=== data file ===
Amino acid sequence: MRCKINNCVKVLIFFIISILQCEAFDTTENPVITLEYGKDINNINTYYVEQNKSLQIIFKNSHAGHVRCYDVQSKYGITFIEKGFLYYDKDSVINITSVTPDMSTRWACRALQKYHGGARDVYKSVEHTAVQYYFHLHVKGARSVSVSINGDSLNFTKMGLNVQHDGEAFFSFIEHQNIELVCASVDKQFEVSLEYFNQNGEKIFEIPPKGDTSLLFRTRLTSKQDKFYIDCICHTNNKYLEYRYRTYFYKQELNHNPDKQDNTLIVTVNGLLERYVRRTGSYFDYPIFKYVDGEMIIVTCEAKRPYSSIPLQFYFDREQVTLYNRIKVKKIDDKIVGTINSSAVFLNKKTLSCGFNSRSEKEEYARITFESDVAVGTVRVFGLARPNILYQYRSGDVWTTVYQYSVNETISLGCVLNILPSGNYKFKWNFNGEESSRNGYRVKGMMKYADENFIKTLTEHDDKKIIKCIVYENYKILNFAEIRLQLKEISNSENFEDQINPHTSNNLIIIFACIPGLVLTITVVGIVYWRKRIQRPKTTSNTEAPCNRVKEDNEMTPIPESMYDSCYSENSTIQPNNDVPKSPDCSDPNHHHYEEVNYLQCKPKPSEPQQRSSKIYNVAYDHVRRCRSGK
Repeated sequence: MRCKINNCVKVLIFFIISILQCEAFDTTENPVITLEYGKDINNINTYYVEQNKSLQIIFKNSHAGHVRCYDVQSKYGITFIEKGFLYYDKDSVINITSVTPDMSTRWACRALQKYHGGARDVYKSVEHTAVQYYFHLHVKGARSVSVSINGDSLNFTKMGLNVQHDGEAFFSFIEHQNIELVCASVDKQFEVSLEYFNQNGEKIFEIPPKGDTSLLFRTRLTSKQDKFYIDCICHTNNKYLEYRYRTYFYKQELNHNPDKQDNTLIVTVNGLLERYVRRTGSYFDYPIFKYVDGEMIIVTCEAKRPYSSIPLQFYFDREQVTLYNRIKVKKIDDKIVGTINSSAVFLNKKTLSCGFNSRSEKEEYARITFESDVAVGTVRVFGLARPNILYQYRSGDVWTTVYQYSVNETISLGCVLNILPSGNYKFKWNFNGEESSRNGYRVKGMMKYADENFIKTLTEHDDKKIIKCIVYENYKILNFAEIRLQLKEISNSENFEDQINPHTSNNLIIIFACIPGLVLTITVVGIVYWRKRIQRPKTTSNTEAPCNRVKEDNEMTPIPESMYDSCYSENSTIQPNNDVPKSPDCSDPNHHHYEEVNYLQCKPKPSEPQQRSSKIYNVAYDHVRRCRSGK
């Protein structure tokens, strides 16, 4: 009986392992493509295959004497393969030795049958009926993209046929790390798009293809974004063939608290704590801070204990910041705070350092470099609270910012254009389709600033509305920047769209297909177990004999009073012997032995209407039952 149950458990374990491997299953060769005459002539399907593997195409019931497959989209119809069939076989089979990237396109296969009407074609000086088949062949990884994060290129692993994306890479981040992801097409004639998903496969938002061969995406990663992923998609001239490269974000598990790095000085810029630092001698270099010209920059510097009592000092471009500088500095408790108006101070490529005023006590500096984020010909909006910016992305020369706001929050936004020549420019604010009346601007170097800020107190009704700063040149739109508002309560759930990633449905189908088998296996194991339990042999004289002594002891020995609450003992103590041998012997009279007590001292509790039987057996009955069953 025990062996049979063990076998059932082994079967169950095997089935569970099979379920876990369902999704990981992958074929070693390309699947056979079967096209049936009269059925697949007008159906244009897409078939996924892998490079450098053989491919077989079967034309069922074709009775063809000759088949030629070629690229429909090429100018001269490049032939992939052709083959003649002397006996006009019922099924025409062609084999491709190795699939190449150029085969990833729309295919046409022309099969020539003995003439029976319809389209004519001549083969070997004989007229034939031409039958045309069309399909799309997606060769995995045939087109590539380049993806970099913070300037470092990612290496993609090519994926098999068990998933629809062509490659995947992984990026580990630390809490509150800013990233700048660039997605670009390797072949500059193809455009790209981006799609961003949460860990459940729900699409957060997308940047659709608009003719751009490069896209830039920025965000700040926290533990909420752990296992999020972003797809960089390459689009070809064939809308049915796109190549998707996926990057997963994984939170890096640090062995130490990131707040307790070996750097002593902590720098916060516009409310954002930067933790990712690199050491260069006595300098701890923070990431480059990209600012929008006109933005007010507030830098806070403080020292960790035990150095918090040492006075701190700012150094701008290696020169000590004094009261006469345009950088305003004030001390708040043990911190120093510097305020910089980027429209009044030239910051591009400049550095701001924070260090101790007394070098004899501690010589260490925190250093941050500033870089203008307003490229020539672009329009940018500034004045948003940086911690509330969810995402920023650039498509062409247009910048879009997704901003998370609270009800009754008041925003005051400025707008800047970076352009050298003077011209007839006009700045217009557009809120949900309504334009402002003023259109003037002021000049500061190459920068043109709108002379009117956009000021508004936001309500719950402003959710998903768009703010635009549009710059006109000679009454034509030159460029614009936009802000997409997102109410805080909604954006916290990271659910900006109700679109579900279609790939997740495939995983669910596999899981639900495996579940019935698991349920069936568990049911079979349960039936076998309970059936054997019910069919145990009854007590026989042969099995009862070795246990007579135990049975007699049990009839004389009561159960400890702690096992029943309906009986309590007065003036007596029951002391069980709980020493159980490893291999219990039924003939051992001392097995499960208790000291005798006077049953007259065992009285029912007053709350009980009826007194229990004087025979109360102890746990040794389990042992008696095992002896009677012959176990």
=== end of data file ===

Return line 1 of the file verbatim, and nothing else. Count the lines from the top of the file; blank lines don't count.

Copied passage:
Amino acid sequence: MRCKINNCVKVLIFFIISILQCEAFDTTENPVITLEYGKDINNINTYYVEQNKSLQIIFKNSHAGHVRCYDVQSKYGITFIEKGFLYYDKDSVINITSVTPDMSTRWACRALQKYHGGARDVYKSVEHTAVQYYFHLHVKGARSVSVSINGDSLNFTKMGLNVQHDGEAFFSFIEHQNIELVCASVDKQFEVSLEYFNQNGEKIFEIPPKGDTSLLFRTRLTSKQDKFYIDCICHTNNKYLEYRYRTYFYKQELNHNPDKQDNTLIVTVNGLLERYVRRTGSYFDYPIFKYVDGEMIIVTCEAKRPYSSIPLQFYFDREQVTLYNRIKVKKIDDKIVGTINSSAVFLNKKTLSCGFNSRSEKEEYARITFESDVAVGTVRVFGLARPNILYQYRSGDVWTTVYQYSVNETISLGCVLNILPSGNYKFKWNFNGEESSRNGYRVKGMMKYADENFIKTLTEHDDKKIIKCIVYENYKILNFAEIRLQLKEISNSENFEDQINPHTSNNLIIIFACIPGLVLTITVVGIVYWRKRIQRPKTTSNTEAPCNRVKEDNEMTPIPESMYDSCYSENSTIQPNNDVPKSPDCSDPNHHHYEEVNYLQCKPKPSEPQQRSSKIYNVAYDHVRRCRSGK